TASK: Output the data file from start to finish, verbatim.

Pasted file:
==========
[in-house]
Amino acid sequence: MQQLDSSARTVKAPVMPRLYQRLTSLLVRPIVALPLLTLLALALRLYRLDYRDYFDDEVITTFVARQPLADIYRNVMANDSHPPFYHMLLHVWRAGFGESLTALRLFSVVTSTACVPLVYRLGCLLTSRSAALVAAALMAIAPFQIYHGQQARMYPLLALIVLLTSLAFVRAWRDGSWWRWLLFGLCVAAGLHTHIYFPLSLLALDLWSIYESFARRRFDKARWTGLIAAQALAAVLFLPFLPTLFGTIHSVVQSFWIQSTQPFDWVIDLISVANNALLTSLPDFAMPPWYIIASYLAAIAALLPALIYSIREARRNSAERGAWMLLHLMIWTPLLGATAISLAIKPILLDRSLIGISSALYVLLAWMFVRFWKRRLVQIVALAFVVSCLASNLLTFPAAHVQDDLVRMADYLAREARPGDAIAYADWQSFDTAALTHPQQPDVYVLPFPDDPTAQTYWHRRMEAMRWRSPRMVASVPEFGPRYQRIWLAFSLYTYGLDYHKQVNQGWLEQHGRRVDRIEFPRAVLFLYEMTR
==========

[in-house]
Amino acid sequence: MQQLDSSARTVKAPVMPRLYQRLTSLLVRPIVALPLLTLLALALRLYRLDYRDYFDDEVITTFVARQPLADIYRNVMANDSHPPFYHMLLHVWRAGFGESLTALRLFSVVTSTACVPLVYRLGCLLTSRSAALVAAALMAIAPFQIYHGQQARMYPLLALIVLLTSLAFVRAWRDGSWWRWLLFGLCVAAGLHTHIYFPLSLLALDLWSIYESFARRRFDKARWTGLIAAQALAAVLFLPFLPTLFGTIHSVVQSFWIQSTQPFDWVIDLISVANNALLTSLPDFAMPPWYIIASYLAAIAALLPALIYSIREARRNSAERGAWMLLHLMIWTPLLGATAISLAIKPILLDRSLIGISSALYVLLAWMFVRFWKRRLVQIVALAFVVSCLASNLLTFPAAHVQDDLVRMADYLAREARPGDAIAYADWQSFDTAALTHPQQPDVYVLPFPDDPTAQTYWHRRMEAMRWRSPRMVASVPEFGPRYQRIWLAFSLYTYGLDYHKQVNQGWLEQHGRRVDRIEFPRAVLFLYEMTR